My mission statement

The times we are working in now need a great deal of accelerated change and there must be no negotiating that down. So my mission statement for this part of my consultancy career is to be clear that there needs to be and will be a lot of change from the work that I do with individuals and organisations and if organisations don’t want that, then it is probably best to go somewhere else.

Read my statement in full »

More long term realism about the ability of the British economy to grow

Filed Under (Economics, Resources, US opinion) by Paul on 12-10-2012

There is a growing realisation amongst senior managers in the NHS that the future level of NHS resources are inextricably linked to the ability of the British economy to grow – or not. There is also a tight political boundary drawn by the fact that I cannot see any political party standing on a platform of charging for NHS services and winning general elections in 2015 and 2020. Read the rest of this entry »

Suggestions from the USA’s equivalent family doctor commissioners

Filed Under (GP Commissioning, Health and Social Care Bill, Reform of the NHS, US opinion) by Paul on 29-06-2011

There was a time during the last few months when those who were defending the NHS status quo turned the US into a pariah. I heard very sensible people say in public meetings “I won’t take any lessons from the USA about health care because their system is so bad’. This became a sort of “know nothing” rejection of an entire nation – and all of its knowledge. NOTHING from the USA was any good because their overall system was so bad. Read the rest of this entry »

Developing the Power of Nurses – US style

Filed Under (Health Improvement, Health Policy, Public Health, US opinion, USA) by Paul on 24-03-2010

One of the interesting meetings that I had whilst in Portland – the largest city in Oregon – was with nurses in one of their biggest hospitals – Providence.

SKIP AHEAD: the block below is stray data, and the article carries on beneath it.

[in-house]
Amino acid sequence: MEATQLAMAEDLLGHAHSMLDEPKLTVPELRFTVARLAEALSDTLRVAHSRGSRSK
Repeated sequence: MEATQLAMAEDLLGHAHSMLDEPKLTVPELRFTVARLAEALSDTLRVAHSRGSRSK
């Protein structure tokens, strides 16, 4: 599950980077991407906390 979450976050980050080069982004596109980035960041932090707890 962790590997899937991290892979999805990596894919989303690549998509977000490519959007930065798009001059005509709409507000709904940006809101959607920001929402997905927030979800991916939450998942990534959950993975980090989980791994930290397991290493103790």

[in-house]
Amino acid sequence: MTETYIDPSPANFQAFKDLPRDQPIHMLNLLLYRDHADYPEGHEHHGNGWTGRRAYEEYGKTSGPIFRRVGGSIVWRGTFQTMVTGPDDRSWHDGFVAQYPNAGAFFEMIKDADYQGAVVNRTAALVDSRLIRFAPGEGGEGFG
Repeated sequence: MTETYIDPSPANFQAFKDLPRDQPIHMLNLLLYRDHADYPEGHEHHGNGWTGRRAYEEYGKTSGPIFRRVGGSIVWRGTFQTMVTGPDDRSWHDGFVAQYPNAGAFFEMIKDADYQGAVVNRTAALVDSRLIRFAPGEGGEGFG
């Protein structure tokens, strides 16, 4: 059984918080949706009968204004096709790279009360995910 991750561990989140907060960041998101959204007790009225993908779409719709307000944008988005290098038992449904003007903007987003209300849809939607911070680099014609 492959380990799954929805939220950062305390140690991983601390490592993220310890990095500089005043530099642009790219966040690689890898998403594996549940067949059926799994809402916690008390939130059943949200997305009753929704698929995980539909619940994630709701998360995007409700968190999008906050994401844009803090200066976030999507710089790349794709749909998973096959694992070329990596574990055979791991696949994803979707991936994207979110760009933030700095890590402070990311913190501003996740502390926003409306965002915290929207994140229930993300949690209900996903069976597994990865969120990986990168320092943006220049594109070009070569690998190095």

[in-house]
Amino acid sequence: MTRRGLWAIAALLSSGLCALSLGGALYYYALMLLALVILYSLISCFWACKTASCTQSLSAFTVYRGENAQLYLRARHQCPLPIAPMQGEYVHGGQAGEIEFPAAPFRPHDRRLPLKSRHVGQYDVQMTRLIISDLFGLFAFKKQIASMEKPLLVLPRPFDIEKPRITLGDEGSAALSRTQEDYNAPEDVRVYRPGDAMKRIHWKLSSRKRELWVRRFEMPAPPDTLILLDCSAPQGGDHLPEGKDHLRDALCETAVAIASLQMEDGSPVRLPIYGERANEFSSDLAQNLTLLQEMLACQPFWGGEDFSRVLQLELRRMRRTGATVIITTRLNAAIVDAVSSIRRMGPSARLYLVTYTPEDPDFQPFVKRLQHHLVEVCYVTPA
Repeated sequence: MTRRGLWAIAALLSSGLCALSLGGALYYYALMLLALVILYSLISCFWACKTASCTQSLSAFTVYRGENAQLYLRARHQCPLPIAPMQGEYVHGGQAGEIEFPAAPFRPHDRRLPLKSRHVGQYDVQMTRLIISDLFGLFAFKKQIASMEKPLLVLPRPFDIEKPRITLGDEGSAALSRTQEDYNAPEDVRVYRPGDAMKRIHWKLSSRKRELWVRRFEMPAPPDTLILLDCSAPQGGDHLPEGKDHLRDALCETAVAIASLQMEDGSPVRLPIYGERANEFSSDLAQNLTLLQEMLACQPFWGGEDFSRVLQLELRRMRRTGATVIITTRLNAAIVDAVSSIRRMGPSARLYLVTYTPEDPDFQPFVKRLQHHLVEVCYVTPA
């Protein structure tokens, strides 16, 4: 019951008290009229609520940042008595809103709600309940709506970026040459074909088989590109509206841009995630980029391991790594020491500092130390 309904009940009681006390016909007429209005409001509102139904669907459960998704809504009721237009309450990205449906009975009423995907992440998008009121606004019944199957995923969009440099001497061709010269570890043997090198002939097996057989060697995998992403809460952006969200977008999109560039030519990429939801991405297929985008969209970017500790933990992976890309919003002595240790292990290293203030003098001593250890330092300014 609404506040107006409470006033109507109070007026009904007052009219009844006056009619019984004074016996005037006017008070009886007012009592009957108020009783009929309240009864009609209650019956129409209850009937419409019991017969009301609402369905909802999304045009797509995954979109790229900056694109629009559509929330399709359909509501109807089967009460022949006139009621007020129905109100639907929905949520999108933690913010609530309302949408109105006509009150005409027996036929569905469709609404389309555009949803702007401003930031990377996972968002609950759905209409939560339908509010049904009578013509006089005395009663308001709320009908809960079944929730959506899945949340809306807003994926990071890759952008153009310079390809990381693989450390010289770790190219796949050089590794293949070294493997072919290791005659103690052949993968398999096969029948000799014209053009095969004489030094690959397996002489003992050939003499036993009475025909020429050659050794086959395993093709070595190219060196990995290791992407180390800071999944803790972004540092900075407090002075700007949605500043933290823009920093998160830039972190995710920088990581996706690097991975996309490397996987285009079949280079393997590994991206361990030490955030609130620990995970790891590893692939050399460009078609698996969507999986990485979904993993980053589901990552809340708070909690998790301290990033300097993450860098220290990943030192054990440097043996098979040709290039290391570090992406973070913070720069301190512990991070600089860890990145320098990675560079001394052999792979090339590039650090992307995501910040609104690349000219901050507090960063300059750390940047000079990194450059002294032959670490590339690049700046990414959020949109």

I have been in the US with the excellent Helen Bevan – Director of Transformation at the NHS National Institute. One of the things we have been discussing in all our meetings is whether US hospitals would be interested in using one of the improvement tools developed in the NHS – the “productive ward”. The “productive ward” is a nurse-led project aimed at working with nursing staff on the ward to release staff to devote more time to care. It’s aimed at cutting out waste and is, in many ways, a classic time and motion study. The difference is that this study is carried out and implemented not by “men in suits” but by the nurses themselves. Some of the improved output figures are very good.
Read the rest of this entry »

NHS or US health systems? Who spends the most taxpayers’ money?

Filed Under (Expenditure, Health Policy, Public Health, US opinion) by Paul on 25-08-2009

The recent discussion about the US and English health care system has thrown up a number of important facts. Some of them are obvious but some are counterintuitive and need some exploration and discussion.

Whilst we all know that the US spends much more pre head of the population or as a proportion of GDP on their health services than we do, the assumption is that most of this is private expenditure. Surely there is nothing wrong with individuals in a rich country spending their own money on health in the same way as they might spend their money on a third or fourth luxury car. This is private income being spent privately on their health – a set of personal consumer choices.
Read the rest of this entry »

The politics of the NHS in England and the US. Good times for the left.

Filed Under (Health Policy, Public Health, Public service reform, Reform of the NHS, US opinion) by Paul on 18-08-2009

At the moment, if you are on the left, you rarely get the chance to play a role in developing the political climate of a European country, so to find your politics simultaneously playing a developmental role in the US feel s like the icing on the cake. Then to find reverberations from the US having a positive impact on the politics of England puts the cherry on the top! But such has been the politics of the NHS on both sides of the Atlantic in mid August 2009.
Read the rest of this entry »